Tsoonakwa, Wild Woman Mask by Randy Stiglitz
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Have a look at this - absolutely incredible
Tzoonakwa - Wild Woman Mask by Coast Salish artist Randy Stiglitz
So rich in expression - the eyes are cut-out and inlaid with abalone which gives the mask a really mesmerizing expression. The painting is very powerful, then the combination of cedar bark and black horse hair - truly stunning. The face is adorned with cedar bark rope. The mask even has ears, which is not often the case - in short - everything you are looking for in a piece of Indigenous Art from the Pacific Northwest. Randy used alder for this mask.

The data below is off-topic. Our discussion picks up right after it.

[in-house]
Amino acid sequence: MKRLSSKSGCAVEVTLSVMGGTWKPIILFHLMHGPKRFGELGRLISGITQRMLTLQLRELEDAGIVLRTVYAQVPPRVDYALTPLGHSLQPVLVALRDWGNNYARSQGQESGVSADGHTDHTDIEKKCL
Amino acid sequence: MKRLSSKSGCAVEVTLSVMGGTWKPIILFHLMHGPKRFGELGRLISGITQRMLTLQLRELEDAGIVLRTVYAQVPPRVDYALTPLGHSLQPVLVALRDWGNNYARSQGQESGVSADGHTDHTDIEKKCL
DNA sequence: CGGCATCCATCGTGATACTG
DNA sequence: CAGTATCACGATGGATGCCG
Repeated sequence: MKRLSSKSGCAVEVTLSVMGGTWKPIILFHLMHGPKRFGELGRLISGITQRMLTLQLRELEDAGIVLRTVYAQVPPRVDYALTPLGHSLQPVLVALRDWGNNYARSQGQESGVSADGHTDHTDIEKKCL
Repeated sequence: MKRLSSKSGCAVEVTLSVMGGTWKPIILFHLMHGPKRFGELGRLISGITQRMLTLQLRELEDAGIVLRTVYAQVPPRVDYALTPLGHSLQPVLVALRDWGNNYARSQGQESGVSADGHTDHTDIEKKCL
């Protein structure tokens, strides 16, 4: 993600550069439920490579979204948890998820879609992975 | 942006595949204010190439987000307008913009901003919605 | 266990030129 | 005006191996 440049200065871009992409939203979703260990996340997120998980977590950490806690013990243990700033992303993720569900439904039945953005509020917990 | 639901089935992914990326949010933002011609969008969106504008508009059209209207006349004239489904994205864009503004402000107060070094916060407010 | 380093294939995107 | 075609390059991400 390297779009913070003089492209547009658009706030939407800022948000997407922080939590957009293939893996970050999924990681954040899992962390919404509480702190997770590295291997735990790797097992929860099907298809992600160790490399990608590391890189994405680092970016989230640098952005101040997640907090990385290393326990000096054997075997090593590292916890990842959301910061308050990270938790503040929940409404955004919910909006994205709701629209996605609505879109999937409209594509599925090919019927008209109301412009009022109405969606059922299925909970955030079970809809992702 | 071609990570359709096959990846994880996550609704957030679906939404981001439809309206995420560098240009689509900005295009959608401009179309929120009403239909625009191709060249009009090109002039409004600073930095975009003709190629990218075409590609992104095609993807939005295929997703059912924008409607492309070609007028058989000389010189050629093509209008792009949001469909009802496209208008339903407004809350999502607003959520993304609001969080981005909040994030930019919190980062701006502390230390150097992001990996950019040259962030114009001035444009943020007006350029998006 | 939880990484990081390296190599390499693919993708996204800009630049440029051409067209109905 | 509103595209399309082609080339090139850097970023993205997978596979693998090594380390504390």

The mask is signed on the inside, dated 2021, prepared for wall hanging.
Measurements: 14" tall, 15" wide, 8" deep (total height incl. cedar bark and hair: approx. 23"
Meaning: Dzunukwa (Wild Woman) also Tsonoqua/Tzoonakwa, Tsonokwa, is a figure in Kwakwaka'wakw mythology. She is an ancestor of the Namgis clan through her son, Tsilwalagame. She is venerated as a bringer of wealth, but is also greatly feared by children, because she is known as an ogress who steals children and carries them home in her basket to eat. Her appearance is that of a naked, black in color, old monster with long pendulous breasts. She is also described as having bedraggled hair. In masks and totem pole images she is shown with bright red pursed lips because she is said to give off the call "Hu!" It is often told to children that the sound of the wind blowing through the cedar trees is actually the call of Dzunuḵ̓wa.